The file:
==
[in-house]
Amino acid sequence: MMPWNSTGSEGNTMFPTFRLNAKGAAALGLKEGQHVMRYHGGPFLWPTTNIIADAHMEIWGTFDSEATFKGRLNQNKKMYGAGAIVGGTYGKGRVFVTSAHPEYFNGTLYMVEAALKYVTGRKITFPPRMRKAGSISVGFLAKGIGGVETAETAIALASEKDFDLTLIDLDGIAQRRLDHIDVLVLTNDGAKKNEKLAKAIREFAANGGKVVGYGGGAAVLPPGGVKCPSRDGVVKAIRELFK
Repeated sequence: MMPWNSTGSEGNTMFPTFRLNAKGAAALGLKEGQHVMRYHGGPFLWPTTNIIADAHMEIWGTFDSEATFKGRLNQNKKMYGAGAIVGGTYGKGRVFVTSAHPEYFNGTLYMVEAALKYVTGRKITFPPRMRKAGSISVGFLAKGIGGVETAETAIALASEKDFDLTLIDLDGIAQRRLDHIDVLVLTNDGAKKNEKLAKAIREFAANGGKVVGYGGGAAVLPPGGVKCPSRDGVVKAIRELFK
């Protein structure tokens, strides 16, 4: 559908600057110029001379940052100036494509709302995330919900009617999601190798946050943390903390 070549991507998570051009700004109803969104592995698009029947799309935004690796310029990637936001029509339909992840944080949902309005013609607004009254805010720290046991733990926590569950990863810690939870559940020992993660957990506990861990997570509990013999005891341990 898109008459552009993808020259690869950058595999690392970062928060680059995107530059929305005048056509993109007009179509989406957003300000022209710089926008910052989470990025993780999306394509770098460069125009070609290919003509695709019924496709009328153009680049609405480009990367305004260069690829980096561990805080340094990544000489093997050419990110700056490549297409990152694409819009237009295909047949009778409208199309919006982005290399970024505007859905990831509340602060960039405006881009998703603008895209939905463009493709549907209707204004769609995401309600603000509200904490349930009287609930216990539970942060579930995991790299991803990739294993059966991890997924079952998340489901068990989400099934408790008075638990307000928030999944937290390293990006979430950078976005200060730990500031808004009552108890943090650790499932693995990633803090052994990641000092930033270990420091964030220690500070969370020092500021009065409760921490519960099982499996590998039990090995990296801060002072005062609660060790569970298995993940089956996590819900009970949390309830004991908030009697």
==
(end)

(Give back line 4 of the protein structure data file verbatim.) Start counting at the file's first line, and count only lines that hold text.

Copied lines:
């Protein structure tokens, strides 16, 4: 559908600057110029001379940052100036494509709302995330919900009617999601190798946050943390903390 070549991507998570051009700004109803969104592995698009029947799309935004690796310029990637936001029509339909992840944080949902309005013609607004009254805010720290046991733990926590569950990863810690939870559940020992993660957990506990861990997570509990013999005891341990 898109008459552009993808020259690869950058595999690392970062928060680059995107530059929305005048056509993109007009179509989406957003300000022209710089926008910052989470990025993780999306394509770098460069125009070609290919003509695709019924496709009328153009680049609405480009990367305004260069690829980096561990805080340094990544000489093997050419990110700056490549297409990152694409819009237009295909047949009778409208199309919006982005290399970024505007859905990831509340602060960039405006881009998703603008895209939905463009493709549907209707204004769609995401309600603000509200904490349930009287609930216990539970942060579930995991790299991803990739294993059966991890997924079952998340489901068990989400099934408790008075638990307000928030999944937290390293990006979430950078976005200060730990500031808004009552108890943090650790499932693995990633803090052994990641000092930033270990420091964030220690500070969370020092500021009065409760921490519960099982499996590998039990090995990296801060002072005062609660060790569970298995993940089956996590819900009970949390309830004991908030009697």